Contribution claims by brokers against third parties
(Hurstwood Developments Ltd v Motor & General & Andersley & Co Insurance Services  Lloyd’s Rep IR 185; Royal Brompton Hospital NHS Trust v Hammond  2 All ER 801)
Assume the scenario in which an assured has instructed brokers to procure insurance for him, but that they have failed to do so. The assured then suffers a loss at the hands of a third party, and the assured brings an action against the brokers for that loss on the basis that it should have been covered by insurance. Had there been insurance in place, the insurers, having indemnified the assured, could have sued the third party by way of subrogation. However, in the absence of insurance, the decision of the assured to sue the brokers in effect confers a windfall upon the third party, as he escapes liability. It may of course be the case that the assured sues both the brokers and the third party for specific proportions of the loss. However, if the action is confined to the brokers, the question arises whether the brokers can themselves seek contribution from the third party? The Court of Appeal in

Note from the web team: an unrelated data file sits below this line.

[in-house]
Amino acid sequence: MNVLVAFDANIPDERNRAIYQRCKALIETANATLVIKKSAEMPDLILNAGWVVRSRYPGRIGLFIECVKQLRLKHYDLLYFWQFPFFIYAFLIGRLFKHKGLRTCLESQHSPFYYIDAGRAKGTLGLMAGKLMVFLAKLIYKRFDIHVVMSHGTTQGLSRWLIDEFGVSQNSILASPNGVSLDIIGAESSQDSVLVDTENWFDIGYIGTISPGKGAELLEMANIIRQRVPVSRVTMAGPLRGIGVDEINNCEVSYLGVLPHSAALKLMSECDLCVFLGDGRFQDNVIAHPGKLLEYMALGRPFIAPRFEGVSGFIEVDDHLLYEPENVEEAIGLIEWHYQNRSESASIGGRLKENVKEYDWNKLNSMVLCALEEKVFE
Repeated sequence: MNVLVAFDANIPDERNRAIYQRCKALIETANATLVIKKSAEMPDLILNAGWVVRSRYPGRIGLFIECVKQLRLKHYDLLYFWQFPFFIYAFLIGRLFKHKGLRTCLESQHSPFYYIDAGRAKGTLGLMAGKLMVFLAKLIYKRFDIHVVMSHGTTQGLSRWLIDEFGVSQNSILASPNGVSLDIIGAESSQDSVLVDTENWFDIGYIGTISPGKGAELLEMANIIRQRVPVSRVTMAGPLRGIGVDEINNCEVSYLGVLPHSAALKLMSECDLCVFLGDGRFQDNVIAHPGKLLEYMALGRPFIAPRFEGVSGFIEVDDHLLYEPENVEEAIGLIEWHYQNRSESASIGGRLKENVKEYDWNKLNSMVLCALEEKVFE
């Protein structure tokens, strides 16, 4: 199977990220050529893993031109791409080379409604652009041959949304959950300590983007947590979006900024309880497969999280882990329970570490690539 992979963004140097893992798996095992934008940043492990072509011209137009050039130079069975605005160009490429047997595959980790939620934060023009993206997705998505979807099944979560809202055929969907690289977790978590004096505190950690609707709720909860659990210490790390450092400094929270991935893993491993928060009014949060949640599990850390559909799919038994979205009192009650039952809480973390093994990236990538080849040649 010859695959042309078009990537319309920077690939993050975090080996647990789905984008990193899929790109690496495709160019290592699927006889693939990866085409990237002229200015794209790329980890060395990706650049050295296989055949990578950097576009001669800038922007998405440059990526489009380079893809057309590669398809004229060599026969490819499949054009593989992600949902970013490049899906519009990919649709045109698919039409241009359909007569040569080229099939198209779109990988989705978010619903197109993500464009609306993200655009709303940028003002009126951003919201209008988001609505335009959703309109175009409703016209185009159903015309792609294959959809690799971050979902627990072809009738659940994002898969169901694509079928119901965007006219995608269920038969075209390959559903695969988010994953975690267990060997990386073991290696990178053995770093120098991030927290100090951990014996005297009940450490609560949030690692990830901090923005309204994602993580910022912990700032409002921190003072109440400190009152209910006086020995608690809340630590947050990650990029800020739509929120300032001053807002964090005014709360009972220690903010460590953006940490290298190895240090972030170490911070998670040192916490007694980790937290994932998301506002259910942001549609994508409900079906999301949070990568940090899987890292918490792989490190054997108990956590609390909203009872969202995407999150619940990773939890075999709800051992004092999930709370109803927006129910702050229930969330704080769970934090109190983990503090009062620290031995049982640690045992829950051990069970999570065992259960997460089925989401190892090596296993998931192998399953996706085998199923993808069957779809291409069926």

Hurstwood Developments Ltd v Motor & General & Andersley & Co Insurance Services  Lloyd’s Rep IR 185
felt that contribution was available in these circumstances, but in
Royal Brompton Hospital NHS Trust v Hammond  2 All ER 801 decided shortly afterwards, the House of Lords held that Hurstwood had been wrongly decided.
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